See Dominika Bychawska-Siniarska, Council of Europe, Protecting the Right to Freedom of Expression under the European Convention on Human Rights (2017); and Eric Barendt, Freedom of Speech (Oxford University Press, 2nd ed, 2005) 51-3.
 Jeremy Phillips, ‘Copyright in Obscene Works: Some British and American Examples’ (1977) 7 Anglo-American Law Review 140.
 Ashdown v Telegraph Group Ltd  EWCA Civ 1142, . Cf Ronan Deazley, ‘The Myth of Copyright at Common Law’ (2003) 62(1) Cambridge Law Journal 106.
 Copyright, Designs and Patents Act (n 123).
 See Jeremy Phillips, ‘Copyright in Obscene Works: Some British and American Problems’ (1977) 6(3) Anglo-American Law Review 138.
 Glyn v Weston Feature Film  1 Ch 261, 261 (‘Glyn v Western Feature Film’).
 Hyde Park Residence Ltd v Yelland & Ors  RPC 655, 656 (‘Hyde Park v Yelland’).
 Venus Adult Shops Pty Ltd v Fraserside Holdings Ltd  FCAFC 188, -. See further Vivid Entertainment v Digital Sinema Aust.Pty Ltd & Ors  FMCA 157 and Jani McCutcheon and Jordan Leahy, ‘Illegal copyright works and the remedial discretion of the court’ (2019) 9(3) Queen Mary Journal of Intellectual Property 326.
 See Nova Products, Inc. v Kisma Video, Inc., 02 Civ. 3850, (2004).
 Statute of Anne (n 75).
 United States Constitution art 1§ 8 (‘US Constitution’).
 Phillips (n 130) 138.
 See Copyright, Designs and Patents Act (n 123); and Digital Millennium Copyright Act 1998 (US) (‘Digital Millennium Copyright Act’).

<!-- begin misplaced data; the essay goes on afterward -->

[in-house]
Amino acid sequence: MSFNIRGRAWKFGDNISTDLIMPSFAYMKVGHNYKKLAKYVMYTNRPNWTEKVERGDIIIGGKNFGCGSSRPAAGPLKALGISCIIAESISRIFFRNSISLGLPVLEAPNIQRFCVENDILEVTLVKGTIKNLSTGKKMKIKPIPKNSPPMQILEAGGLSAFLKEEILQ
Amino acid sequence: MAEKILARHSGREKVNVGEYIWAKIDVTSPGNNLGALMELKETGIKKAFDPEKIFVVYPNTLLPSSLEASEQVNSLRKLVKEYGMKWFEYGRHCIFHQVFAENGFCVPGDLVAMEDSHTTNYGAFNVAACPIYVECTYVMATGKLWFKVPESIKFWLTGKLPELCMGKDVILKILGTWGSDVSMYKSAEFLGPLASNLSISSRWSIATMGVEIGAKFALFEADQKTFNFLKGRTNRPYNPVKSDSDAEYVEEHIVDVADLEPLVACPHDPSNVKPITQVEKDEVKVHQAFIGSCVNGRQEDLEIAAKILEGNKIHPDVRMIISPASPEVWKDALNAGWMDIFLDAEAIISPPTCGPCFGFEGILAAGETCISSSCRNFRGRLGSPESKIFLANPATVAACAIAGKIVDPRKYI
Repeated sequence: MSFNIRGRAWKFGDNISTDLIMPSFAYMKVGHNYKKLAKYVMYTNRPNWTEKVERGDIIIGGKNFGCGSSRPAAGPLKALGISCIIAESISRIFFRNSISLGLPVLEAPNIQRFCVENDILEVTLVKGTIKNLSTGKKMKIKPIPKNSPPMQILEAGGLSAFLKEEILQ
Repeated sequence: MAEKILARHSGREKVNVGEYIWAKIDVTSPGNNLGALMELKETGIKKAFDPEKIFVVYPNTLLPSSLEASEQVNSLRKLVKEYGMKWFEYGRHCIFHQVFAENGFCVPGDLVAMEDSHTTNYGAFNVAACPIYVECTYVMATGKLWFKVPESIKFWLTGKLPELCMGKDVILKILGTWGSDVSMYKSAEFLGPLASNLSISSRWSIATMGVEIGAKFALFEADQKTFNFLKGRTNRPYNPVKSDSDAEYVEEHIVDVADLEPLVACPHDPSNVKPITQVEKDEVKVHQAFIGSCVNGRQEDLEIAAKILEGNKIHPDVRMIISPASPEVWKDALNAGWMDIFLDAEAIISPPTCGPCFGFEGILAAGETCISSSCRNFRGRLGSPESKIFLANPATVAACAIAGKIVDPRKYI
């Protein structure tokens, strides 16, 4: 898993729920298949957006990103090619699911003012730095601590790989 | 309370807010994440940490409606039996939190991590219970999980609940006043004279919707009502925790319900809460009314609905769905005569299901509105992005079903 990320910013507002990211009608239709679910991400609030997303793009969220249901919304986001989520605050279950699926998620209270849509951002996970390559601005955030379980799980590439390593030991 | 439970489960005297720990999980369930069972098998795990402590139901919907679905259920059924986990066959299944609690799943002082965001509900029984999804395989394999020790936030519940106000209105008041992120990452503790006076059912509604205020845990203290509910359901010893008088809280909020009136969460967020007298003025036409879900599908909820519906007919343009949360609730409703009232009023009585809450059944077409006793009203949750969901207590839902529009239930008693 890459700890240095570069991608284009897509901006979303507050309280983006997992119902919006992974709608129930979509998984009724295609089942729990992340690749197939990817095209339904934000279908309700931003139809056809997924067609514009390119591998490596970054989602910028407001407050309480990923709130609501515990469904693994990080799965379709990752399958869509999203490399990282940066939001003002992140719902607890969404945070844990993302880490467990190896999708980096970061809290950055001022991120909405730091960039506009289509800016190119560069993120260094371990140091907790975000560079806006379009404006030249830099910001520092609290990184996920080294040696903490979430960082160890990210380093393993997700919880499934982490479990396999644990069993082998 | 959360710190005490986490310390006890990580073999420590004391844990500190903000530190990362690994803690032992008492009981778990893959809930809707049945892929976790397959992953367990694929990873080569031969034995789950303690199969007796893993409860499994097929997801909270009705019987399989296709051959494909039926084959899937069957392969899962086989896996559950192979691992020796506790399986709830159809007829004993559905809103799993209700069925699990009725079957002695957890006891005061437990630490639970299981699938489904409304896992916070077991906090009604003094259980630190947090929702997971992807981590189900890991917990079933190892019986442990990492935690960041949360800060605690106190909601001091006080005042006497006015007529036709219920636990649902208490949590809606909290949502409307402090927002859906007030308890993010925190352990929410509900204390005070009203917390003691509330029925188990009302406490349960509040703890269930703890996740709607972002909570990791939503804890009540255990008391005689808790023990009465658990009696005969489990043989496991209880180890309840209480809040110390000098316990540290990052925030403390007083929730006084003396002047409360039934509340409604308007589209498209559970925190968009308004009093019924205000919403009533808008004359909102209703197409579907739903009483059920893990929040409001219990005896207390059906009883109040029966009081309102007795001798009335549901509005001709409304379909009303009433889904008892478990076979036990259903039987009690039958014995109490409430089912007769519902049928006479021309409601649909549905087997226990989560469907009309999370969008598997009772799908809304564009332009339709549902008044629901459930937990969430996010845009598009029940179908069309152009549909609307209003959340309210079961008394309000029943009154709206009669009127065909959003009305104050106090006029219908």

See Stockdale v Onwhyn  EngR 761; (1826) 5 B&C 173; and Broder v Zeno Mauvais Music Co., 88 F. 74, (1898).
 See Hime v Dale (1803) 2 Camp. 27; and Cain v Universal Pictures Co., Inc, 47 F. Supp. 1013, (1942).
 See Wright v Tallis  EngR 1091; (1845) 1 CB 893; and Stone & McCarrick Inc. v Dugan Piano Co., 220 F. 837, (1915).
 See Glyn v Western Feature Film (n 131); and Hoffman v Le Traunik, 209 F. 375, (1913).
 Attorney General v Guardian Newspapers Ltd (No 2)  UKHL 6.
 Pamela Samuelson, ‘Will the Copyright Office be obsolete in the Twenty-first Century?’ (1994) 13(1) Cardozo Arts & Entertainment Law Journal 55, 56. See also Rebecca Giblin, ‘Reimagining copyright’s duration’ in Rebecca Giblin and Kimberlee Weatherall (eds), What if we could reimagine copyright? (ANU Press, 2017) 177.
 Mitchell Brothers Film Group v Cinema Adult Theater,  USCA5 1626; 604 F.2d 852, (1979) (‘Mitchell Bros’), affd Jartech, Inc v Clancy,  USCA9 124; 666 F.2d 403, (1982) (‘Jartech, Inc v Clancy’).
 Jartech, Inc v Clancy (n 144) 407.
 Mitchell Bros (n 132) 854. See Martinetti v Maguire, 16 F. Cas. 920, (1867); and Bleistein v Donaldson Lithographing Co., 18 US 239, (1903). See also Zechariah Chafee, ‘Coming into Equity with Clean Hands’ (1947) 47(8) Michigan Law Review 1065; Dan Schneider, ‘Authority of the Register of Copyrights to Deny Registration of a Claim to Copyright on the Ground of Obscenity’ (1975) 51(3) Chicago Kent Law Review 691; and Darling (n 10).
 FlavaWorks, Inc, v Gunter, 689 F.3d 754, 755 (2012) (‘FlavaWorks’). See also Liberty Media Holdings, LLC v Swarm Sharing Hash File, 821 F. Supp.2d 444, (2011).